“The Confederates anticipated them coming up this road and built a defensive line, which is usually referred to as abatis, which is basically cut branches,” McBride said. “The branches were cutting out as a defensive position, kind of like barbed wire is used today.”
O – Observation and Fields of Fire
“Observation points, these don’t necessarily mean they are ones the soldiers used, but they are ones they could’ve used,” McBride explained. “These are high points overlooking the turnpike which would’ve given either side a chance to view the movement of the other. We know before the battle that the Confederates were positioned here at the bridge across what we call now the West Fork and they also had some observers on top of the ridge.”
From the high points, the Confederates were able to see quite a distance down the road and were able to see the Union troops coming in plenty of time to get in position to defend Camp Bartow.
“The fields of fire that I’ve got marked here were positions from both the fortifications or abatis, as well as positions where the Arkansas troops were placed that stopped the first Union flanking attempt over to the left of the Confederate line,” McBride said. “These are all kind of self explanatory, where would you place people to observe.”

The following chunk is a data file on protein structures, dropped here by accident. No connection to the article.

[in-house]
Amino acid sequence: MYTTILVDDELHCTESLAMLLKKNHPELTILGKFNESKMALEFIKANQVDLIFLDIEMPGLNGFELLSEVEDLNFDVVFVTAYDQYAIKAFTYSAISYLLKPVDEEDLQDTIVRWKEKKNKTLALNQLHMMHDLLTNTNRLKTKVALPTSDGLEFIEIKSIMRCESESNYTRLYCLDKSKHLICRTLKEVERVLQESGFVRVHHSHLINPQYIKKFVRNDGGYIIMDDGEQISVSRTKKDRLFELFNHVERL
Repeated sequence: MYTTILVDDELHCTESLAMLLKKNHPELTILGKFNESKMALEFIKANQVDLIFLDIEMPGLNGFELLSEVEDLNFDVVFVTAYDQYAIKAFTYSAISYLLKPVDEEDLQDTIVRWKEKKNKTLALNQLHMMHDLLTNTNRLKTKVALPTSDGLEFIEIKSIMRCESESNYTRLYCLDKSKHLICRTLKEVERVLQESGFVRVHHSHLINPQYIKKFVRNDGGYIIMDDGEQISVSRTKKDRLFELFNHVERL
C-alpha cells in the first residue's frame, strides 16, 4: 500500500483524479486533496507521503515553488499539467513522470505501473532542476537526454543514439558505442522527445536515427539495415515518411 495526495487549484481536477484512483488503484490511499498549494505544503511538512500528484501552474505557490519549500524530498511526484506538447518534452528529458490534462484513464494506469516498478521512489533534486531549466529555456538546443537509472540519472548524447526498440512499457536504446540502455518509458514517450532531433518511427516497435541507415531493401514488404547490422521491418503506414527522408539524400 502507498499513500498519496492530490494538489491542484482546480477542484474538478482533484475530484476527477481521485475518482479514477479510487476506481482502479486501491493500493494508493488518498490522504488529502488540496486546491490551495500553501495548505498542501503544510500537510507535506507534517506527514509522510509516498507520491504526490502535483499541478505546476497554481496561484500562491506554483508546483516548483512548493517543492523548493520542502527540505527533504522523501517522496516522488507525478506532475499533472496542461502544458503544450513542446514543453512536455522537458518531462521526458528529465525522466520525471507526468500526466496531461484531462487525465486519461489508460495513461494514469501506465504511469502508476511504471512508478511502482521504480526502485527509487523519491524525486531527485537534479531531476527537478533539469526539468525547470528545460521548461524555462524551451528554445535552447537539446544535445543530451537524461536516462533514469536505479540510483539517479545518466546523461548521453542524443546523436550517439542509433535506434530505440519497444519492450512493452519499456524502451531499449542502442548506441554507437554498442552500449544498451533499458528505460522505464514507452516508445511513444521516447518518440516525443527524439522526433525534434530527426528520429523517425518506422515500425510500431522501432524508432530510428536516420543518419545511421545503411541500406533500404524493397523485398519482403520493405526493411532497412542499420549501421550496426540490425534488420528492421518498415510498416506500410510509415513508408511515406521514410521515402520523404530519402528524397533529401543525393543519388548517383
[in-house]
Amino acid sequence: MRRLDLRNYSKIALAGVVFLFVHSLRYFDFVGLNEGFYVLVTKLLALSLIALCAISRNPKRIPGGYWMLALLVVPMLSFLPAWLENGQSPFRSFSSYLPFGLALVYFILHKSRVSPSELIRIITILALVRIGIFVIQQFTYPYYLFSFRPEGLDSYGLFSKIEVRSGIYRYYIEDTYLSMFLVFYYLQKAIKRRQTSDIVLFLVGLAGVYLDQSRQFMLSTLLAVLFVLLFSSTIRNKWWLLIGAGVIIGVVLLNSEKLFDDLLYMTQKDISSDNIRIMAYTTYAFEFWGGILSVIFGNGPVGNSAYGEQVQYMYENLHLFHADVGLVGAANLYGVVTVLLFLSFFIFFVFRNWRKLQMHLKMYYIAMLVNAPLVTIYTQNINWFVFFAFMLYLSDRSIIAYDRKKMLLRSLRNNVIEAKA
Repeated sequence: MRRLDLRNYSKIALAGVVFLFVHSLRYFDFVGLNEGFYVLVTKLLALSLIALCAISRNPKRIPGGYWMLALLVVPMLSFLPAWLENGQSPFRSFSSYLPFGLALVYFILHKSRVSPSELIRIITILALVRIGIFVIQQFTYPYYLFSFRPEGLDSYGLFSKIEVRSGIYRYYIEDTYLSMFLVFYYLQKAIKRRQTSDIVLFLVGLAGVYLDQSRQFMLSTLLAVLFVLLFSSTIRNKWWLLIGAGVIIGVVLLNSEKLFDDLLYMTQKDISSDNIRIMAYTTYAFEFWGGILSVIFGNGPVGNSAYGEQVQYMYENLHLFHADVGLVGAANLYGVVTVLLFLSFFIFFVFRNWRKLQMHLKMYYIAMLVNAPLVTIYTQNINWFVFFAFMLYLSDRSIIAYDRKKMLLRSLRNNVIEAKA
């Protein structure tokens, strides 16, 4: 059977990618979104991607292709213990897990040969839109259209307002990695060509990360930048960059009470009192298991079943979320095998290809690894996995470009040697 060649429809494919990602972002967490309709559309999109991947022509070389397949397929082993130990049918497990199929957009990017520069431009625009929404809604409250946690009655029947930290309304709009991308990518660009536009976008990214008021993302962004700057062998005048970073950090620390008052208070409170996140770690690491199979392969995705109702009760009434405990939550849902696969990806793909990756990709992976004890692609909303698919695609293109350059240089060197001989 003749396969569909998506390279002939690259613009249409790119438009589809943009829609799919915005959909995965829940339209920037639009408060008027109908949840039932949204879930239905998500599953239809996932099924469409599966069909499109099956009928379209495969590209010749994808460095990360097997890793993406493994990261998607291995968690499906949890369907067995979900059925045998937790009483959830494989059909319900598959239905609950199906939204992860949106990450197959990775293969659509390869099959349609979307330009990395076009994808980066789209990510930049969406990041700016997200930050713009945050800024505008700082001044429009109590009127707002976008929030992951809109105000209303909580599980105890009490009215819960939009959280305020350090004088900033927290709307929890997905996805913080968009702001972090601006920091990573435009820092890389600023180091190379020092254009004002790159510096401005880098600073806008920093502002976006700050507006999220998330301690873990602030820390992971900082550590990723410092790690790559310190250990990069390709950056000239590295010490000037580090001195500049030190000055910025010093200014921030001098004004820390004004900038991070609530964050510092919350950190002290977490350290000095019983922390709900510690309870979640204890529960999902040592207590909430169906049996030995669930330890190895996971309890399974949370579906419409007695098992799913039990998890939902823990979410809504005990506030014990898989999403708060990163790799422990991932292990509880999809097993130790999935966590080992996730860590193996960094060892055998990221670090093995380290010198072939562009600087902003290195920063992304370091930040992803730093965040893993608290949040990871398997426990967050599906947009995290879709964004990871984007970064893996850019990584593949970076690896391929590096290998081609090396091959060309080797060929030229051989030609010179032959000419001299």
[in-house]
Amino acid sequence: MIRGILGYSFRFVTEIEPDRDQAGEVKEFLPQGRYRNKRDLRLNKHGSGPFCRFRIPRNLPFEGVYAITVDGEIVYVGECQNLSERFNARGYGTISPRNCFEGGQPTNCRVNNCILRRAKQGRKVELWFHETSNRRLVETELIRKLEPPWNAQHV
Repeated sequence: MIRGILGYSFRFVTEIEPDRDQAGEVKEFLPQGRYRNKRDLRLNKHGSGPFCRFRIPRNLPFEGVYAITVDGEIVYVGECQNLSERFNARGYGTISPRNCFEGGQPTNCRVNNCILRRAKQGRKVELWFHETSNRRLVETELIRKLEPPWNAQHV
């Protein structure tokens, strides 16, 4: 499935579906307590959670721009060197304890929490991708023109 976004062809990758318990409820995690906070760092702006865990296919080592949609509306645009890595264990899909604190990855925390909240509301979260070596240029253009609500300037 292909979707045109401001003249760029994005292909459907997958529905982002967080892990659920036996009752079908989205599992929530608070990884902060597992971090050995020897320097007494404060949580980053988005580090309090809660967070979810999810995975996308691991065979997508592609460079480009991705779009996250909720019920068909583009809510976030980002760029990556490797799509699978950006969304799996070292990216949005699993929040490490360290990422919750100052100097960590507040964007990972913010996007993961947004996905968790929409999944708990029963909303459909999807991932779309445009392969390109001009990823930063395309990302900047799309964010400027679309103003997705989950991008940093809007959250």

C – Cover and Concealment
“These big broad bands on either side of the river at the Turnpike are for what I’m guessing were dense forests,” McBride said. “Some of it is mentioned on maps and documents as being dense forests with steep hills.”
Once again, the Confederates used natural occurring cover and concealment, as well as manmade trenches and shelters to hide from the Union troops.
Traveler’s Repose and its farm were used as cover and concealment, including the tall trees of the rich forests.
“There’s descriptions of cutting all the timber down in a half-a-mile radius of the battle,” McBride said. “That’s a real critical thing that soldiers in the Civil War almost always did if they could. If they had the time to do it, they would clear their fields of fire so the enemy couldn’t use those trees as cover and concealment.”
O – Obstacles
“The obstacles that they talked about were really steep slopes; the river itself is an obstacle, not a big river, but still, it’s an obstacle,” McBride said. “Some of these cover and concealments, like the fences, were also obstacles. The fortifications are obstacles. Ravines are obstacles. I added this area because they said, again, they cut the trees down and they left them there as obstacles.”